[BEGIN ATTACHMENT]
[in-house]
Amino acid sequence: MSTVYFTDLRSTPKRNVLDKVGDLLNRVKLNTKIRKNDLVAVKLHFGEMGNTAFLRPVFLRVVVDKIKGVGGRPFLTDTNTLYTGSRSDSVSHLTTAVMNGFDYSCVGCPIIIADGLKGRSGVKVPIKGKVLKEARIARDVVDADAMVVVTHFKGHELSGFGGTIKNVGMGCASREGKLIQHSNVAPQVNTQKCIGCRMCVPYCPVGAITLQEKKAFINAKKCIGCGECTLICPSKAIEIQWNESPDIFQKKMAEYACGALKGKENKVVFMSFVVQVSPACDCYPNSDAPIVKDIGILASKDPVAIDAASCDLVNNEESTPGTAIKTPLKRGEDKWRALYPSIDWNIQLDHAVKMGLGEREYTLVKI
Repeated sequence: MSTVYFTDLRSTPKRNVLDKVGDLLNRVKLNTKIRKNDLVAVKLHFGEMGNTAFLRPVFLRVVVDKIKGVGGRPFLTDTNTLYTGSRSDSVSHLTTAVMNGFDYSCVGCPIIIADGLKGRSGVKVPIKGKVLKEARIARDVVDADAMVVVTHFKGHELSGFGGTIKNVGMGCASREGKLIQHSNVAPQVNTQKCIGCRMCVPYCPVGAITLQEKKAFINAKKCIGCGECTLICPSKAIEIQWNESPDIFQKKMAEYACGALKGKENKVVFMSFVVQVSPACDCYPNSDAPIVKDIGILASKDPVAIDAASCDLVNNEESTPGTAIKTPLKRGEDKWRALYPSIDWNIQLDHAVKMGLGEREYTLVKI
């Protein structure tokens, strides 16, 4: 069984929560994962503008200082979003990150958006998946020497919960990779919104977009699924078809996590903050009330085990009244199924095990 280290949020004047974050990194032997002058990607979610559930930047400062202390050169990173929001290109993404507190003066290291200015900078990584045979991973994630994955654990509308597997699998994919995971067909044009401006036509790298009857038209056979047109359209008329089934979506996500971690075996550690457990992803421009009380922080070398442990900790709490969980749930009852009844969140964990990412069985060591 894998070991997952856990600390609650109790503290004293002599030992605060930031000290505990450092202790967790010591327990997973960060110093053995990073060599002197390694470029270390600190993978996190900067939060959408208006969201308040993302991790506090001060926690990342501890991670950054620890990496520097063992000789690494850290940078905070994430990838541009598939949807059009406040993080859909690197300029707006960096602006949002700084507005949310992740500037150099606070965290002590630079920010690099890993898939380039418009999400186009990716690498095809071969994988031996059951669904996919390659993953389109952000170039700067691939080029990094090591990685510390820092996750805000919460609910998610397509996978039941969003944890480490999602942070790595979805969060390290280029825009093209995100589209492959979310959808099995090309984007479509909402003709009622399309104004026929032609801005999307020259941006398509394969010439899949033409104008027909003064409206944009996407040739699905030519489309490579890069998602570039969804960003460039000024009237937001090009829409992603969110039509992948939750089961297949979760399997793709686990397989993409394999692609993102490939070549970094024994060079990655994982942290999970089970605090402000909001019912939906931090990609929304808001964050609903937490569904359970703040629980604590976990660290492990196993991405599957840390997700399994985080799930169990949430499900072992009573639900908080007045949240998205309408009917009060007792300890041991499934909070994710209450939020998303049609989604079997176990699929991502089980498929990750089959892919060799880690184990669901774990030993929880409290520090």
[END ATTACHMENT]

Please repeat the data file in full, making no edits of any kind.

[in-house]
Amino acid sequence: MSTVYFTDLRSTPKRNVLDKVGDLLNRVKLNTKIRKNDLVAVKLHFGEMGNTAFLRPVFLRVVVDKIKGVGGRPFLTDTNTLYTGSRSDSVSHLTTAVMNGFDYSCVGCPIIIADGLKGRSGVKVPIKGKVLKEARIARDVVDADAMVVVTHFKGHELSGFGGTIKNVGMGCASREGKLIQHSNVAPQVNTQKCIGCRMCVPYCPVGAITLQEKKAFINAKKCIGCGECTLICPSKAIEIQWNESPDIFQKKMAEYACGALKGKENKVVFMSFVVQVSPACDCYPNSDAPIVKDIGILASKDPVAIDAASCDLVNNEESTPGTAIKTPLKRGEDKWRALYPSIDWNIQLDHAVKMGLGEREYTLVKI
Repeated sequence: MSTVYFTDLRSTPKRNVLDKVGDLLNRVKLNTKIRKNDLVAVKLHFGEMGNTAFLRPVFLRVVVDKIKGVGGRPFLTDTNTLYTGSRSDSVSHLTTAVMNGFDYSCVGCPIIIADGLKGRSGVKVPIKGKVLKEARIARDVVDADAMVVVTHFKGHELSGFGGTIKNVGMGCASREGKLIQHSNVAPQVNTQKCIGCRMCVPYCPVGAITLQEKKAFINAKKCIGCGECTLICPSKAIEIQWNESPDIFQKKMAEYACGALKGKENKVVFMSFVVQVSPACDCYPNSDAPIVKDIGILASKDPVAIDAASCDLVNNEESTPGTAIKTPLKRGEDKWRALYPSIDWNIQLDHAVKMGLGEREYTLVKI
């Protein structure tokens, strides 16, 4: 069984929560994962503008200082979003990150958006998946020497919960990779919104977009699924078809996590903050009330085990009244199924095990 280290949020004047974050990194032997002058990607979610559930930047400062202390050169990173929001290109993404507190003066290291200015900078990584045979991973994630994955654990509308597997699998994919995971067909044009401006036509790298009857038209056979047109359209008329089934979506996500971690075996550690457990992803421009009380922080070398442990900790709490969980749930009852009844969140964990990412069985060591 894998070991997952856990600390609650109790503290004293002599030992605060930031000290505990450092202790967790010591327990997973960060110093053995990073060599002197390694470029270390600190993978996190900067939060959408208006969201308040993302991790506090001060926690990342501890991670950054620890990496520097063992000789690494850290940078905070994430990838541009598939949807059009406040993080859909690197300029707006960096602006949002700084507005949310992740500037150099606070965290002590630079920010690099890993898939380039418009999400186009990716690498095809071969994988031996059951669904996919390659993953389109952000170039700067691939080029990094090591990685510390820092996750805000919460609910998610397509996978039941969003944890480490999602942070790595979805969060390290280029825009093209995100589209492959979310959808099995090309984007479509909402003709009622399309104004026929032609801005999307020259941006398509394969010439899949033409104008027909003064409206944009996407040739699905030519489309490579890069998602570039969804960003460039000024009237937001090009829409992603969110039509992948939750089961297949979760399997793709686990397989993409394999692609993102490939070549970094024994060079990655994982942290999970089970605090402000909001019912939906931090990609929304808001964050609903937490569904359970703040629980604590976990660290492990196993991405599957840390997700399994985080799930169990949430499900072992009573639900908080007045949240998205309408009917009060007792300890041991499934909070994710209450939020998303049609989604079997176990699929991502089980498929990750089959892919060799880690184990669901774990030993929880409290520090």